Heat the oil a large saute pan or heavy saucepan on medium heat.  Add the leeks and cook, stirring, until they begin to soften, about 3 minutes.  Add a generous pinch of salt, the garlic and the rice. Cook, stirring, for about 3 more minutes.

Stir in the wine and cook over medium heat, stirring constantly until absorbed and almost evaporated. Next, stir in a ladleful or two of the simmering stock – enough to just cover the rice. The stock should bubble slowly (adjust heat accordingly). Cook, stirring often, until it is just about absorbed. Add another ladleful or two of the stock and continue to cook in this fashion, not too fast and not too slowly, stirring often and adding more stock when the rice is almost dry, for 15 minutes.

Stir in the farro and more stock to cover and continue to cook, adding more stock as necessary and stirring often, for another 10 minutes or until the rice is cooked through but al dente.   If it is still hard in the middle, you need to continue adding stock and stirring for another 5 minutes or so. Taste and adjust seasonings.  NOTE:  Make sure you watch for dryness and stir often as the mixture tended to stick once the farro was added.

Stir in the herbs and fresh pepper (be generous), add another ladleful of stock and continue to cook, stirring, for a minute.  Finally, add the Parmesan and the lemon juice, stir together and remove from the heat. The risotto should be creamy; if it isn’t, add a little more stock.  Stir once, taste and adjust seasonings, and serve.  Prepare for your taste buds to be delighted!

Aunt Suzy says . . .

Recently we had an early September cold snap and I immediately thought “soup!”.  I had some Parmesan cheese rinds in my fridge and had just made some chicken stock, so I thought “minestrone!”.  Not sure I’ve ever made it before, but I love soup with lots of vegetables.  I have a 1973 paperback of Marcella Hazan’s Classic Italian Cooking, so I started there.  I looked at many recipes for this classic Italian soup – as you might expect, there is no one set recipe.  Marcella’s included “meat” stock made from beef for which I substituted chicken stock.  It did not include meat as many recipes do.  I had some chicken sausages on hand and added those, although I think it would be delicious without.  I found her method of adding ingredients to the base one at a time interesting and unique to all the recipes I looked at.  (This is probably so you can chop the next ingredient while the previous is sauteing!)   This recipe made many meals, so I think it could easily be cut in half to serve 4 people with left-overs.  Enjoy with some crusty bread and a Chianti or Valpolicella!

3 tablespoons olive oil

2 tablespoons butter

2 yellow onions, sliced and cut in 1/4 rounds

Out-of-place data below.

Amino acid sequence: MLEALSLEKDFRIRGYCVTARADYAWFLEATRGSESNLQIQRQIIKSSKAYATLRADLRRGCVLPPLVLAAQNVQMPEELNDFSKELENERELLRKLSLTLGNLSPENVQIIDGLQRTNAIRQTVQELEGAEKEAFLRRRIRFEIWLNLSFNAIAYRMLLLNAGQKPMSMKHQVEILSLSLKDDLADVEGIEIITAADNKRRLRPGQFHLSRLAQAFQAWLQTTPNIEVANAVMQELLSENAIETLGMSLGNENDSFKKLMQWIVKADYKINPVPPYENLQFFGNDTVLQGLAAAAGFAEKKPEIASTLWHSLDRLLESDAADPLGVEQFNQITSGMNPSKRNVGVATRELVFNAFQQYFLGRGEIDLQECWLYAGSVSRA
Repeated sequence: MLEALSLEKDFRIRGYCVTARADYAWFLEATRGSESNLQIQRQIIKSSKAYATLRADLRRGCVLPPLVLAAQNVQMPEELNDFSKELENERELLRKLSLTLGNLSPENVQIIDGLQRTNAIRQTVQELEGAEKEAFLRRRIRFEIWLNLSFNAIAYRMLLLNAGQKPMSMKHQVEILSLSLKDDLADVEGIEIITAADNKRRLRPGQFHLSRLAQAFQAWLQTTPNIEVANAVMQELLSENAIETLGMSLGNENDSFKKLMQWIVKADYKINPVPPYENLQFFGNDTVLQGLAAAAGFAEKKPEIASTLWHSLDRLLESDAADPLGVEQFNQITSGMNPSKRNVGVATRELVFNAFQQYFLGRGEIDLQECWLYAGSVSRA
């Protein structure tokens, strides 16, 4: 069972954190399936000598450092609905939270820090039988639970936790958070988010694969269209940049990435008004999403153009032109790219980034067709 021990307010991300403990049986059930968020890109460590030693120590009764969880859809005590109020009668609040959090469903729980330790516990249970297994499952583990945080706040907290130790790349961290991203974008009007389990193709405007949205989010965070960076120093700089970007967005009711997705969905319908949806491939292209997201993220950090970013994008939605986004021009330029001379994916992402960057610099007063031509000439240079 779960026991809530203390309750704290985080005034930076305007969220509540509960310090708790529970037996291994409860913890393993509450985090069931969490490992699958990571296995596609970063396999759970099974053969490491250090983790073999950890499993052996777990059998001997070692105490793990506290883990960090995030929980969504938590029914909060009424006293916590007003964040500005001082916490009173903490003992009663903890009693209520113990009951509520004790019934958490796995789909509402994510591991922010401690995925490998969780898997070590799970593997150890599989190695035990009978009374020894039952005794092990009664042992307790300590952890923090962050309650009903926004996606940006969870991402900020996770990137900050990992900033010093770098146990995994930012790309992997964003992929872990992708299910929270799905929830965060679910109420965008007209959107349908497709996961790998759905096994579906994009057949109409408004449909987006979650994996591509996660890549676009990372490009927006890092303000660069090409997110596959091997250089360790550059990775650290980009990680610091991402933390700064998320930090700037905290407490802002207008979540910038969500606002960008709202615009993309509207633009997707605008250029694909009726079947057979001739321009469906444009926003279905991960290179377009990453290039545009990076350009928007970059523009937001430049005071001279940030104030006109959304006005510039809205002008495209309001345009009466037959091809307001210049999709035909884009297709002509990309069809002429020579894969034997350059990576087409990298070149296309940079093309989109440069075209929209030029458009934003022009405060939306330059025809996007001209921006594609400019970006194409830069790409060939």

2-3 garlic cloves, minced

1 cup diced carrots

1 cup diced celery

3 cups diced unpeeled potatoes, red or yellow

2 cups fresh green beans, cut in 1-inch pieces

4 cups cabbage, preferably napa, cored, quartered and cut crosswise in 1/4-inch slices

2 flavored chicken sausages, sliced in 1/4-inch half moons (optional)

7-9 cups chicken stock

1 28-ounce can of diced tomatoes with their juices

1 teaspoon each dried oregano and dried basil, or to taste

1 teaspoon salt

black pepper to taste

2 15-ounce cans beans, cannellini or kidney or a mixture, drained and rinsed

1-2 parmesan cheese rinds (optional)

Cooked pasta, ditalini or small elbows (optional)

Grated parmesan cheese

Chopped Italian parsley

Heat the olive oil over medium heat in a large Dutch oven or soup pot.  When it shimmers, add the butter and stir to melt thoroughly.  Add the onions and saute for about 5 minutes until soft, but not browned.  Add each ingredient, garlic through sausages, one at a time and saute for about 2-3 minutes each, stirring constantly.  Next add the stock, the tomatoes and their juices, the herbs, salt and pepper, the cannelini and kidney beans and the parmesan rinds if you are using.  Adding more or less stock depends on whether you like your soup on the thick or the brothy side.  Stir to blend thoroughly.  Bring to a boil, then turn down heat and simmer for about an hour.  The vegetables will be cooked through but not mushy.  When the soup is finished cooking, remove the parmesan rinds.

To serve, put a little cooked pasta (if you are using) in the bottom of a soup bowl.  Pour the soup over the pasta. Pass the grated parmesan and parsley.

NOTE:  As with many soups, this only gets better after a day or two.  If you want to make this to freeze for future use, omit the potatoes.  I’ve found that they turn to mush in the freezer.  Cooked cubes of potatoes can be added later.